mancameron’s work varies from autobiographical (Twenty Two & Alone, collection of autobio comics/poetry, self pubbed Mar 2018) to adult fantasy (Bad Magik, erotic fantasy, published on Slipshine 2018-current). He also has a variety of smaller projects, including scary stories, mini-zines, art zines, patches and enamel pins.
STL SPEX (Rachel): What are your artistic influences?
I like to break this question up into two sections: Artists and Other Things. In the latter, I take a lot of influence from textural things- a pencil mark, wood grain, a barely inked screenprint pass. Ghost stories, peculiar lighting, and hidden away spaces also come up a lot in my work. Artists inspire me daily, and I wouldn’t be anywhere I am currently without my contemporaries and my close art friends (Olivia Stephens and Ryan Maniulit, love y’all)! To name a few super big influences: Sam Bosma, Anke Gladnik, Richie Pope, Lee Lai, & Molly Mendoza.
STL SPEX: Who do you create for?
I’ve found that when I create for myself, I get a lot more responses. There’s something that happens when I dig inward that connects to a lot of people. But, to be more specific, I’m creating work for myself as a preteen- I’m just about to get hit hard by puberty, fears of being queer, losses of friendship- and I want to make work that Preteen Me could pick up and think, “Ok. I’m gonna be okay. I’m okay as I am, and as whoever I turn out to be.”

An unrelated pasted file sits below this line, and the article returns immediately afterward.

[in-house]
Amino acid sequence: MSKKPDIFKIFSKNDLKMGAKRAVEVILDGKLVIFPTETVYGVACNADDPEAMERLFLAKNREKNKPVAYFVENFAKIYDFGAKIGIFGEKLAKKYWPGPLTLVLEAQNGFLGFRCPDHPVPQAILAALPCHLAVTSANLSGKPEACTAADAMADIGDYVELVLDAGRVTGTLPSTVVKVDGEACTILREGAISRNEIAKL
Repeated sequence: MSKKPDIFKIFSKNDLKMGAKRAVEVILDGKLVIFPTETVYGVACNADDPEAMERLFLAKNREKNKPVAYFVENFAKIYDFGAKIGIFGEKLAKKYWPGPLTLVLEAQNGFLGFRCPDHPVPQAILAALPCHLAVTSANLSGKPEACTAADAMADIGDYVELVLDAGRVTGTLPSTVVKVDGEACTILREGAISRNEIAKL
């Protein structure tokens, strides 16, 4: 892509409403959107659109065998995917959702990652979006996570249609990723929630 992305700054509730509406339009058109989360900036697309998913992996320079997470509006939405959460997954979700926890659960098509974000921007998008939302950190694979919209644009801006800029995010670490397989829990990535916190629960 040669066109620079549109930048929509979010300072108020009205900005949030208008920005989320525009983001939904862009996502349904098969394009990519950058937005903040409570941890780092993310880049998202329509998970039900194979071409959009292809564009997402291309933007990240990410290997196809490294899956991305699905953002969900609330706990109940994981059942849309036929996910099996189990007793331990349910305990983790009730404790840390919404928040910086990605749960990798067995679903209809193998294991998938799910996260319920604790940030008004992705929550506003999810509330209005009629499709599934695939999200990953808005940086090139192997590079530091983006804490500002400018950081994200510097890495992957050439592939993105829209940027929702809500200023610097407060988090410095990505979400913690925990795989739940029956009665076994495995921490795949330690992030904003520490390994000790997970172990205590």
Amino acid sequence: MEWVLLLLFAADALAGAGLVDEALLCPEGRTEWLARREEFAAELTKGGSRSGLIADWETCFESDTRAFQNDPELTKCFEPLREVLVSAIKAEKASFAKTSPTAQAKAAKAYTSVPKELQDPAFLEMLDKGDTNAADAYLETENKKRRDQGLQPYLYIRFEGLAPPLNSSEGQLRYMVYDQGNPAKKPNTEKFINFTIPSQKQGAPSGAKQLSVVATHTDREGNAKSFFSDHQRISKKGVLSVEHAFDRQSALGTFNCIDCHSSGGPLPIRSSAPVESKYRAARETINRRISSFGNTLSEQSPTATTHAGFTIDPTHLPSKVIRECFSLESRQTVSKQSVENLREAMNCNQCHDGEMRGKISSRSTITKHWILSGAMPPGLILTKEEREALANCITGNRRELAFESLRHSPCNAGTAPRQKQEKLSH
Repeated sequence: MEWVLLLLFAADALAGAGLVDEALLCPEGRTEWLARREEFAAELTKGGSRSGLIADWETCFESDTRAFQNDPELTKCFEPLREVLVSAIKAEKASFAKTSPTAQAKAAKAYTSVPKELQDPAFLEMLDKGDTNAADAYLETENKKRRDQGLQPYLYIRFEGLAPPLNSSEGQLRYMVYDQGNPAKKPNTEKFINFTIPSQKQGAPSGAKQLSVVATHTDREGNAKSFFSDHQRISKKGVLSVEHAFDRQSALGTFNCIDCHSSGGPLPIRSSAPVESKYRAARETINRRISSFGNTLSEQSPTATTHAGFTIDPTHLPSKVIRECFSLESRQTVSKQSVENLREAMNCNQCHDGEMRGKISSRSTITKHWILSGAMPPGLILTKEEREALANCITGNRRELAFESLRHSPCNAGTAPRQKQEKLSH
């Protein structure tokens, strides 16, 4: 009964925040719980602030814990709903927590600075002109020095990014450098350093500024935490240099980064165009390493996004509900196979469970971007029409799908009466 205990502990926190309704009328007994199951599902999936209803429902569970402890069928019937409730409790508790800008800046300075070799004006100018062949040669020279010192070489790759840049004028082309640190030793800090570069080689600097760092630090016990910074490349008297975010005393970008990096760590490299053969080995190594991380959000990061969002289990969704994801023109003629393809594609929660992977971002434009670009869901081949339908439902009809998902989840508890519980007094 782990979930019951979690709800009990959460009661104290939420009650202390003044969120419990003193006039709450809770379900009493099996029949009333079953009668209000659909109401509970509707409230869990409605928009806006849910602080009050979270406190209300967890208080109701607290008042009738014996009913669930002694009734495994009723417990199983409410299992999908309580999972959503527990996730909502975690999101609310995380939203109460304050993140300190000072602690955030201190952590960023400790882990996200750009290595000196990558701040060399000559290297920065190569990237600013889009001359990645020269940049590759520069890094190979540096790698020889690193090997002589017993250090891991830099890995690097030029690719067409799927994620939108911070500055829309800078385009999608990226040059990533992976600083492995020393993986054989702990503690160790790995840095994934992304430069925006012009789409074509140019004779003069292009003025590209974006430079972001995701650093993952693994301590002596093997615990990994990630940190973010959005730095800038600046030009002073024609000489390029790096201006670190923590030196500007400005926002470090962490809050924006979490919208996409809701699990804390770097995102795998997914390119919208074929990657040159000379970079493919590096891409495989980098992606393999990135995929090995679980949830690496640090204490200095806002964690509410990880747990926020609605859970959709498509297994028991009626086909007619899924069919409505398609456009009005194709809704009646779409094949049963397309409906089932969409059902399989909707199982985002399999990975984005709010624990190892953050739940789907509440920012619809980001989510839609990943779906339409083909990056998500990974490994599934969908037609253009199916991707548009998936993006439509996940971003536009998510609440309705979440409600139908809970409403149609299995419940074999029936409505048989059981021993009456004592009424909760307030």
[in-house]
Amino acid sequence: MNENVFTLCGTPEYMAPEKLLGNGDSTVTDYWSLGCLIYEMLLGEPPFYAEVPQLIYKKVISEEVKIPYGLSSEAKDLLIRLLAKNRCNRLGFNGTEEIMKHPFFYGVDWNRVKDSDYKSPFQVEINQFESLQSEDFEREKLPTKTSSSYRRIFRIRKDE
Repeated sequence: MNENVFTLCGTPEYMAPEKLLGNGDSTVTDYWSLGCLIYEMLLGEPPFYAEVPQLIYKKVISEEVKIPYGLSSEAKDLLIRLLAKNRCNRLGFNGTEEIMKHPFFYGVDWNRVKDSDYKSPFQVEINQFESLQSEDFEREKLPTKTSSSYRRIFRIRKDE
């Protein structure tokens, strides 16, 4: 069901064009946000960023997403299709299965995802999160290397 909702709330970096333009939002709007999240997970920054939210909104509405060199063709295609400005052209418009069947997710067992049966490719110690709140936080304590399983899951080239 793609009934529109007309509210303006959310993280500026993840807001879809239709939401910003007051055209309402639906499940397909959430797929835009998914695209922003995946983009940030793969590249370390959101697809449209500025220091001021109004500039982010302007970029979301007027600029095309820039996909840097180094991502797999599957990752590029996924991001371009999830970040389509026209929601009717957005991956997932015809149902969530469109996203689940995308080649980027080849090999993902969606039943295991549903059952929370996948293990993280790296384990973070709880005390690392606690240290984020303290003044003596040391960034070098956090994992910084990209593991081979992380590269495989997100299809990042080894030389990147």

STL SPEX: What are your favorite tools and how do you use them to create your art?
Lately, I’ve been working to recreate my favorite tools and textures in a digital format. Scratchy pencils, rough edged brushes, the way watercolor paper takes something flat and gives it a personality. I also adore screenprinting and gouache paints, and need to get back in the habit of both.
STL SPEX: Your work encompasses many styles and genres – what do you find fun and/or challenging about producing a diverse range of illustrations and designs? Do you have a favorite style or format – which one and why?
I honestly couldn’t imagine myself working exclusively in any one style- it’s way too fun to throw everything out the window and start a whole new process. I do admit that the work I make for printmaking is my favorite (the manual nature of it definitely speaks to some part of my soul), but I know my absolute best comes from when all of my disparate styles collide.